Amazon.com has a section in their help area with information on identifying phishing and spoofed emails. PayPal also has a Phishing Guide. The Federal Trade Commission has a section on Web Scams (and a warning about false emails). Banks like Wells Fargo also have sections on how to protect yourself against online security fraud and info on fraudulent emails and websites. Here is an example of a fraudulent email from the Wells Fargo Website:

"Subject:  Notification for Customer of e-mail address change


Dear Customer!Thank you for banking online at wellsfargo.com. Our records indicate that you recently added or made a change to one of your email address(es). This notification is to confirm that you initiated this change. If you feel you have received this email in error and did not add or change your email address(es), please click here.Sincerely,

Online Banking Team"

Just in case you were wondering, DO NOT CLICK THERE! Or as the FTC says: *Don’t open the attachment. * Delete the e-mail. * Empty the deleted items folder.

I saw on Yahoo Tech a post that also identified another Internet security risk: innocent computers being hijacked to use for sending out spamBBC News reported that "the FBI is contacting more than one million PC owners who have had their computers hijacked by cyber criminals". The hijacked home computers are called "Zombies".  Another post from Yahoo Tech also discusses the ways to beat spyware (Step 1 and Step 2). All I say is that it is very important to have anti-virus and anti-spyware modules running active on your computer. Symantec has a full suite of products, McAfee and software called BitDefender (which is reasonably priced).

I am interested in what other people have used to protect themselves against computer viruses and spyware? Any other lessons learned?

April 20, 2007

Backing Up Digital Media, For Busy Parents

I recently figured out that 3 years of family pictures are all digital, stored on my computer, and only a few pictures made it to print. I did not share this fact with many until I talked to other moms who also have the same issue. So this means that if I don't have a back-up, well, all memories will be erased. And what would I say when my kids ask to see their pictures?  Sorry  - my hard drive got corrupted and all the pictures got erased? Or sorry, I deleted the folder on my computer with family pictures by accident. Yeah, that will go over well.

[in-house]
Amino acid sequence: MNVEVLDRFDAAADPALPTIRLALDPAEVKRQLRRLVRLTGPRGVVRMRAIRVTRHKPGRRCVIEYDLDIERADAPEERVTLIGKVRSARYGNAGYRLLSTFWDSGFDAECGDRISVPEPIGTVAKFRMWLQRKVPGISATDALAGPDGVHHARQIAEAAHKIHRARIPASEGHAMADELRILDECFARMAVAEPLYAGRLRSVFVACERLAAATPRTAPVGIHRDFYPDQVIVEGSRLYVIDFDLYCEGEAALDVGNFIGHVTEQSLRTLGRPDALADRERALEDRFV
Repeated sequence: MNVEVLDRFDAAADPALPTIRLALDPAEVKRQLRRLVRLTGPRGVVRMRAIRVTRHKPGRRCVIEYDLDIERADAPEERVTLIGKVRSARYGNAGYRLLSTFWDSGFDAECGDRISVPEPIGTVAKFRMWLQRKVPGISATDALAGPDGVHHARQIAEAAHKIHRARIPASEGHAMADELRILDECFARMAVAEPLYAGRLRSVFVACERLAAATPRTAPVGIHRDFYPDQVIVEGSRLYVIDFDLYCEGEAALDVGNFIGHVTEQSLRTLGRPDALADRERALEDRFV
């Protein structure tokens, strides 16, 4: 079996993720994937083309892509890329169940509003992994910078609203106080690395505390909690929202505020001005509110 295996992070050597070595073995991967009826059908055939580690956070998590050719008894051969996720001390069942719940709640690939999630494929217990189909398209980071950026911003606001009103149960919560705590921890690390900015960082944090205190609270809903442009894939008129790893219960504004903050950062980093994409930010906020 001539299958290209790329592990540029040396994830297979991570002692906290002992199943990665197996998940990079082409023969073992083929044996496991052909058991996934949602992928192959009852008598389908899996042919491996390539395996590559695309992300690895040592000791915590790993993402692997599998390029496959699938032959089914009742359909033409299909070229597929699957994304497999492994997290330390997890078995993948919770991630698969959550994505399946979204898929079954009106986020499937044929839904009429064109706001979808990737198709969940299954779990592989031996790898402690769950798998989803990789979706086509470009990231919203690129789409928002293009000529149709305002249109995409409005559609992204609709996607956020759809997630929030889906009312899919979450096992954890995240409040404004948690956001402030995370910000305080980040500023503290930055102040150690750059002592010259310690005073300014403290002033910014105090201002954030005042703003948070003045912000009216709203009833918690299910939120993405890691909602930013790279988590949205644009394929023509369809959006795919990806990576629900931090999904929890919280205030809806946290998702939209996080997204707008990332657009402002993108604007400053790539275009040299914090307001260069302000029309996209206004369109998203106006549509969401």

So, my current project is too look for alternatives for backing up my digital photos. The first step is to print out the pictures and make beautiful photo albums. Wait - that was my dream...

Here are the alternatives for busy parents:

  • Usbdrives_3The quick and easy way, is just to use the USB port of your computer and attach an USB flash drive. The device is easy to find, and available in 2GB and 4GB (translated to mean lots of pictures). This would allow the use  of copy and paste functionality to move photo's from the computer to the USB device. Some type of documentation system would be helpful to identify what pictures are on the device. But over time, more then one flash drive will be needed to hold all of the photos. There are also versions that are kid proof ("Uncrushable" SanDisk U3 Cruzer Titanium flash drive) .
  • For a one stop solution, Geekdad published a post that dicusses the 750GB Seagate hard drive. Some of the comments mentioned other solutions.Picassa3_5
  • Burn the pictures onto DVD's. Newegg.com has a selection of CD/DVD burners. Blue Ray and HD-DVD optical storage technologies will be the next gen of DVD's. But for your average parent, DVD's are still fine - especially for backing up photos. Along with a burner, software is required for the download. Nero and Record Now are examples of the popular versions out now.
  • Store the pictures on a online using a server. If I were to do that, I would use a server that has lots of space - like Google. Google Picassa locates and organizes your pictures online. You can even make web albums to share with family.
  • I heard that Mac users have an easy way to move pictures to a online site - but since I don't have a MAC, it would be great to hear what they use.

There is also the bigger issue of data storage for all media (documents, photos and files) as well as keeping the data library in sync. CNET had an interesting post (Seagate thinks Small, 1/04/2007) discussing the new line of Seagate pocket-size portable storage devices called FreeAgent. This solution is interesting because it allows storage of the entire contents of the computer with software to manage it. The Pro line comes with 500MB of space on a Seagate Internet storage site for posting photos or other files.

For a stylish data storage option, Pininfarina makes a external hard drive in three capacities (the largest is 500 GB), has one click back-up and comes with 2GB myfabrik.com for online storage. The SimpleTech SimpleDrive family is compatible with MACs and PCs.

Red Herring discussed the issue of keeping data in sync in their article "Out of Sync: Sharpcast, ProtectMyPhotos, Vizrea", March 15, 2007.

I will sift through all of this information and post on the solution I chose at a later time. The first step is to back up those digital pictures so my three boys have a memory of their childhood.